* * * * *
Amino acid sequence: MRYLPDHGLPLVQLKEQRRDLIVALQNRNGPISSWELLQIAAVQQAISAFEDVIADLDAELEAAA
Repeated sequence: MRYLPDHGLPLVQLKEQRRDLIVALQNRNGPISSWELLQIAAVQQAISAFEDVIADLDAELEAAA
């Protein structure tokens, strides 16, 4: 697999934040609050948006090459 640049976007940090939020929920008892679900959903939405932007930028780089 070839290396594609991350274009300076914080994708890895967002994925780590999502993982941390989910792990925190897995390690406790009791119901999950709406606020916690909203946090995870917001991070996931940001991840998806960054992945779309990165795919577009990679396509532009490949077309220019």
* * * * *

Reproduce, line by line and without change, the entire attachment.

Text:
Amino acid sequence: MRYLPDHGLPLVQLKEQRRDLIVALQNRNGPISSWELLQIAAVQQAISAFEDVIADLDAELEAAA
Repeated sequence: MRYLPDHGLPLVQLKEQRRDLIVALQNRNGPISSWELLQIAAVQQAISAFEDVIADLDAELEAAA
């Protein structure tokens, strides 16, 4: 697999934040609050948006090459 640049976007940090939020929920008892679900959903939405932007930028780089 070839290396594609991350274009300076914080994708890895967002994925780590999502993982941390989910792990925190897995390690406790009791119901999950709406606020916690909203946090995870917001991070996931940001991840998806960054992945779309990165795919577009990679396509532009490949077309220019």